Missing: independent studies for Northern Gateway Project

The word on the street is that there have been no independent studies done by government agencies for the Northern Gateway Pipeline project. Apparently, the government didn’t even take their own samples and had to rely solely on the findings by the proponent. This entire scientific review is flawed.

Over 300 scientists signed a letter to the federal government which outlines many concerns about the flawed analysis and irresponsible approval of the Northern Gateway Project.

Mackenzie Valley Pipeline vs. Northern Gateway Pipeline:
Back in the 1970’s environmental assessments  for the the Mackenzie Valley Pipeline were done by several agencies of the government of Canada as well as pipeline companies.  This apparently is not the case for the Northern Gateway project.

In comparison, for the Mackenzie Valley pipeline, federal employees did their own sampling and reporting on a wide variety of of environmental and social issues of concern.

In 1973, at least 300 public servants (mostly scientists) were involved in researching and collecting samples for 3 years. In addition, there were an equal number of people who worked for the proponent on gathering data. Because there was a good representation from both sides, it kept everyone in check.

Government scientists must be free to report the truth.

Northern Gateway pipeline proposal:
Canada’s Environmental Protection Laws are no longer adequate to protect our environment with the passage of the three huge Omnibus budget bills that have gutted virtually everything.

gateway Missing: independent studies for Northern Gateway Project
Northern Gateway Pipeline route to pass through Bruderheim, Whitecourt, Smoky River, Tumbler Ridge, Bear Lake, Fort St. James, Burns Lake, Clearwater, Kitimat

Tarsands Expansion
Back in 1980, production was 100,000 barrels per day in the tarsands. Currently,  it is at 1.5 million barrels per day. Production is expected to grow by 150% over the next 15 years.

Surface mining for bitumen increased from approximately  40 hectares in 1974 to just over 71,500  hectares in 2010.

PAH (polycyclic aromatic hydrocarbons)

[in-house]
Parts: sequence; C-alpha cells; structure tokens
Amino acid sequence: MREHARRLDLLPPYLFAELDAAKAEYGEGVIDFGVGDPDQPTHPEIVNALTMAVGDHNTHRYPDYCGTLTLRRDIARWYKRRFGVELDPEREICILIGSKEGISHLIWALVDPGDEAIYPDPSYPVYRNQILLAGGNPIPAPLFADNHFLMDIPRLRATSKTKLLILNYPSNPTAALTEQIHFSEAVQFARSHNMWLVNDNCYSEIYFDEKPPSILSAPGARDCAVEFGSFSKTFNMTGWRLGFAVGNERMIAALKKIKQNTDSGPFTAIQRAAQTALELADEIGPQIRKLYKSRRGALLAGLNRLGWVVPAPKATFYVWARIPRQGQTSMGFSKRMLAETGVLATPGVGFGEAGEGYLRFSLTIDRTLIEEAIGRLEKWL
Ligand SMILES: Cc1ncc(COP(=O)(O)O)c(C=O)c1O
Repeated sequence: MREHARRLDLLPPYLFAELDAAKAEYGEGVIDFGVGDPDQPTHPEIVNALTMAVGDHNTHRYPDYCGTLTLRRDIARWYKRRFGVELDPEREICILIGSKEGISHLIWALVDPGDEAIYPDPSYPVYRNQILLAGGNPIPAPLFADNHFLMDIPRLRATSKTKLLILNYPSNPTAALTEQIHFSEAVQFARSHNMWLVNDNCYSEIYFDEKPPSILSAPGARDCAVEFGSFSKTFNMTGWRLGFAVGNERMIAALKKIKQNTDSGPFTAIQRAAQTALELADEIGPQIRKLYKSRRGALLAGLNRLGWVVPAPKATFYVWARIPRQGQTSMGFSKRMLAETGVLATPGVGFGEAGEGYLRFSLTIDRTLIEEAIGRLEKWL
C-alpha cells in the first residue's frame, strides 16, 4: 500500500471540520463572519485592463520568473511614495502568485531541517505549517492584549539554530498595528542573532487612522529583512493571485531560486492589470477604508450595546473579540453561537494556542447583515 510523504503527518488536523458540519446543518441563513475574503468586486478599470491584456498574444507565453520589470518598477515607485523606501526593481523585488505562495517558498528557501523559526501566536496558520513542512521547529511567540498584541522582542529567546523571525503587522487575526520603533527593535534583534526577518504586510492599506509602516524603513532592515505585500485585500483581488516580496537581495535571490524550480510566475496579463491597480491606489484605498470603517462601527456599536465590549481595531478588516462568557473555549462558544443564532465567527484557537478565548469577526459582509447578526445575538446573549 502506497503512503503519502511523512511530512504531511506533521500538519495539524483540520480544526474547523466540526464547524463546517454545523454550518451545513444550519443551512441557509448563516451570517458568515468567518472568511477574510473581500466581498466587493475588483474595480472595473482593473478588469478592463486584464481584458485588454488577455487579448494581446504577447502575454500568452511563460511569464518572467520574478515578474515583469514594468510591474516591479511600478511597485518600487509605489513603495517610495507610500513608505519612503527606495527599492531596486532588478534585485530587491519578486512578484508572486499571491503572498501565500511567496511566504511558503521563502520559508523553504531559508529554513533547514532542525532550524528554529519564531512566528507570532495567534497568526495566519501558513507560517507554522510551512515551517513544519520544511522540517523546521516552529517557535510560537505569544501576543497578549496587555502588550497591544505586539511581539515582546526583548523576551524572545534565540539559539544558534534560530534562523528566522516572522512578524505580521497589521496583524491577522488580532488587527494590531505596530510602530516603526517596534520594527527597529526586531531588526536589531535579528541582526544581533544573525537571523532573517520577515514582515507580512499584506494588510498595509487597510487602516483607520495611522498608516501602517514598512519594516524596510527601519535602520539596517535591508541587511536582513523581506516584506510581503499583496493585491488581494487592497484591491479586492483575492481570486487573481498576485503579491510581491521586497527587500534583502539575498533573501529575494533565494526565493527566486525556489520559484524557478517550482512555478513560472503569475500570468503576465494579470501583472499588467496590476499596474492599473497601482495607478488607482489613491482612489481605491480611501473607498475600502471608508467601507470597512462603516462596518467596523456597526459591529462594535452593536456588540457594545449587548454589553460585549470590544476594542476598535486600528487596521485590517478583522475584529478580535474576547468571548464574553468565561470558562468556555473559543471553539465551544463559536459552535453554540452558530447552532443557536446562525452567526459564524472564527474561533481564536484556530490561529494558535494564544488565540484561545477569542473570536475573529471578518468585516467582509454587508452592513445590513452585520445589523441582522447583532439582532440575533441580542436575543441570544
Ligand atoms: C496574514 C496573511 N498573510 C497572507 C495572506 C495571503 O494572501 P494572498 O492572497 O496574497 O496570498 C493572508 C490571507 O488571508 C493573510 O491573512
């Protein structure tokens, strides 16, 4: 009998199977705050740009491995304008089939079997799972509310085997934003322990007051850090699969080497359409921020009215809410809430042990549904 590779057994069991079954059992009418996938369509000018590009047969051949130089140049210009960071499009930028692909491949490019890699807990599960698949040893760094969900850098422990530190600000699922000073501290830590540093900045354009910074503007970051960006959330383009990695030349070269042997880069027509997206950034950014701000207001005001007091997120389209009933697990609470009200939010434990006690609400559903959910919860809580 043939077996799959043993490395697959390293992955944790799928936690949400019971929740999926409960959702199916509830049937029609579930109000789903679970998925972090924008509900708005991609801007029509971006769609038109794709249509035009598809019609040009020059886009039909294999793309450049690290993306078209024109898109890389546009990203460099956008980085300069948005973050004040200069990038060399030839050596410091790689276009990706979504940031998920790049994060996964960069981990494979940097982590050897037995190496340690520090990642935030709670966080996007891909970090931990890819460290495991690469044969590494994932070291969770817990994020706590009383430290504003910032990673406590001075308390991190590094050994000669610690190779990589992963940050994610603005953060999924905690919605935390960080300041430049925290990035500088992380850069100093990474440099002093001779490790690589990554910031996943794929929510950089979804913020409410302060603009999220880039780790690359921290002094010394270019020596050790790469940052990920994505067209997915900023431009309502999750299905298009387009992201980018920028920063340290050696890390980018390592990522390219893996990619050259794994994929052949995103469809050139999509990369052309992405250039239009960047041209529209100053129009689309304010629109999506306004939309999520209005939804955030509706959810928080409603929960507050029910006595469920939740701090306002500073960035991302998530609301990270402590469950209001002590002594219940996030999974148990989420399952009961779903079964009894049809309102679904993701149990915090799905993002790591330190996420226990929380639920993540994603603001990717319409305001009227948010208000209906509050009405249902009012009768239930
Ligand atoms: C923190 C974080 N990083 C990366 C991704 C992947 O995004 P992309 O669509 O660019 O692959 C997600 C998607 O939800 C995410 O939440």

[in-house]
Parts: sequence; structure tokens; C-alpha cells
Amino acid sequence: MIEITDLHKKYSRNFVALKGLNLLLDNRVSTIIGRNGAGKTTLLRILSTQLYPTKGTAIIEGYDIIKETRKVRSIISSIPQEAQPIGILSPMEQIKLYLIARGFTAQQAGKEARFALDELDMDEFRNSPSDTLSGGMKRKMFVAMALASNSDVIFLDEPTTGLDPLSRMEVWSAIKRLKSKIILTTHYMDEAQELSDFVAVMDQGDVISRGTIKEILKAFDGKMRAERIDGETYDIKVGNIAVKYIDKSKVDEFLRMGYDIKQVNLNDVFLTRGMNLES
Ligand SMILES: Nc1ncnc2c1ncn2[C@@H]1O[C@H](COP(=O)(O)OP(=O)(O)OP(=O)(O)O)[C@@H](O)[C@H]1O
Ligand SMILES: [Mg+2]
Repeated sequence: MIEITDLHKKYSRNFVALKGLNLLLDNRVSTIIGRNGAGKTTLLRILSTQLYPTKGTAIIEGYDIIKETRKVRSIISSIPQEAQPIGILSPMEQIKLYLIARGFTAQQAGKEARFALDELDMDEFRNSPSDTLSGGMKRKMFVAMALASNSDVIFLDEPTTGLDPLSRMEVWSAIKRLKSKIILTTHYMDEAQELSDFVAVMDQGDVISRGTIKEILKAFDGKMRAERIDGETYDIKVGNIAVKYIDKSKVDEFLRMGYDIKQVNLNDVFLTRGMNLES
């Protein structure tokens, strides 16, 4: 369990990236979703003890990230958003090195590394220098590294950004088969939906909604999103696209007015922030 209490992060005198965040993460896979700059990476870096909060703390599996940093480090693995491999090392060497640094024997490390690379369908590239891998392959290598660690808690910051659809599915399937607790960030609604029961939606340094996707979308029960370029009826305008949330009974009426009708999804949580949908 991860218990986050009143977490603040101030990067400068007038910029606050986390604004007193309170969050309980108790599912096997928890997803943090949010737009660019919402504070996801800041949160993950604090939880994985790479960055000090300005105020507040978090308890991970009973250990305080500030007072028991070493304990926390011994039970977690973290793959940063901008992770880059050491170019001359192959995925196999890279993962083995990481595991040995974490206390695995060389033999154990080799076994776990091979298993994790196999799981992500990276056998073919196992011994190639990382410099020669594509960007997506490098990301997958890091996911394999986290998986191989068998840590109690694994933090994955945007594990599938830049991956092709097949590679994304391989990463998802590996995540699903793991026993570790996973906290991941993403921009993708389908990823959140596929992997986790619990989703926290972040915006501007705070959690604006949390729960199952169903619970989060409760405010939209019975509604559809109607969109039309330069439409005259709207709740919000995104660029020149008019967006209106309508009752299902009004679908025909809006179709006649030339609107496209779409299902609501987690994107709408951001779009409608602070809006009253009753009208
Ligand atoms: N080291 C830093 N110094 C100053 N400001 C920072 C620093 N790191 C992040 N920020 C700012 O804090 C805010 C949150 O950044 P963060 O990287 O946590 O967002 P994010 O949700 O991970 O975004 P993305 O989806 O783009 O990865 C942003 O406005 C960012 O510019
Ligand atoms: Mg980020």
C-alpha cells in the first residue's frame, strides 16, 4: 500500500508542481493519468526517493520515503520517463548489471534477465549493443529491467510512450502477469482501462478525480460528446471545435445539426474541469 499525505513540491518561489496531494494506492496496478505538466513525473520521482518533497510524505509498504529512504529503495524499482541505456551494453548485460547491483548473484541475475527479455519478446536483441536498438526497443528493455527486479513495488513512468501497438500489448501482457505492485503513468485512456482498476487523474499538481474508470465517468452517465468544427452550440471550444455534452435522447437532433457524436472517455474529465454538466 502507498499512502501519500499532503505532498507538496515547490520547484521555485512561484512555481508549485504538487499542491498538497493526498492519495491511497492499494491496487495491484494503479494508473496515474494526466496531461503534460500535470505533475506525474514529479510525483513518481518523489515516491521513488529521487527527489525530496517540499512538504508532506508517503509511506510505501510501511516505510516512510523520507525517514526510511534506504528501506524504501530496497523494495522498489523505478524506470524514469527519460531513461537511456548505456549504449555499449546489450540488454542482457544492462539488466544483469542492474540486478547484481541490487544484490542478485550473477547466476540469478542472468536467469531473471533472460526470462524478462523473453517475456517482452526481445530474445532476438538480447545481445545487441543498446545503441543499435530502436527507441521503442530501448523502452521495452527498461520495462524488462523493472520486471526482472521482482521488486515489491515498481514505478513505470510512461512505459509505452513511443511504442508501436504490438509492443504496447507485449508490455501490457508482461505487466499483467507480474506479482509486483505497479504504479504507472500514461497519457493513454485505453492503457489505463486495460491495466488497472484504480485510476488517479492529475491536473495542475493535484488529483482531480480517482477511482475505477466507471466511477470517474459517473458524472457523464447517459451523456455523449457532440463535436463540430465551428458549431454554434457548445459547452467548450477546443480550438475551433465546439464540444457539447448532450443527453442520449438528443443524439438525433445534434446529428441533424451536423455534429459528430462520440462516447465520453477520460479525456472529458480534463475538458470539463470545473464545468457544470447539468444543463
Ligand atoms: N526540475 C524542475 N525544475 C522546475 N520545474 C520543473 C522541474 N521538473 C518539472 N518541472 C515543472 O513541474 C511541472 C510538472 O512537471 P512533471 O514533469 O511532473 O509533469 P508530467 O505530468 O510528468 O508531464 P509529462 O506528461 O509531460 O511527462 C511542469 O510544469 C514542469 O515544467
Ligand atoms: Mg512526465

Contaminants known as polycyclic aromatic hydrocarbons (PAHs) measured within lake sediments have increased in concentration since commercial development of the bitumen resource began in the late-1960s. PAHs (and other contaminants) are a prominent component of bitumen.

PAH Environmental impact assessments
Studies on PAH have only considered PAHs that are directly released into the air as dust particles during strip mining. But the processing of bitumen generates huge amounts of wastewater that’s collected in tailing ponds, and this wastewater contains significant amounts of PAHs.

Even very low concentrations of PAHs can cause heart failure in fish and disrupt the development of fish larvae.

CoreExtrusion Missing: independent studies for Northern Gateway Project
Why no samples from government scientists for Northern Gateway pipeline?

Water containing PAHs is evaporating from the tailings ponds and becomes airborne. Contaminant levels have been observed in lakes hundreds of kilometres away from the major development area.

Monitoring air temperature changes
Fort McMurray’s annual air temperatures have increased by approximately  1.65 °C since 1960. In northern Alberta, shifts in flood regime and an increase in the number of closed-drainage lakes during the 20th century are unprecedented.

Meaningful environmental monitoring should be established for the tarsands before additional extraction takes place and pipelines are built. Not enough is known about polycyclic aromatic hydrocarbons (PAHs) within lake sediments. Thorough scientific research has not been completed to satisfy concerns.

Environmental Protection in Canada has been rolled back 5 decades and is now inadequate to maintain the environmental quality which most Canadians want and expect. Even the very original environmental monitoring on the effects of extracting oil from the tarsands was inadequate.

It is time to take a step back and save ourselves from imminent disaster. Email Premier Christy Clark and tell her what you think, premier@gov.bc.ca.

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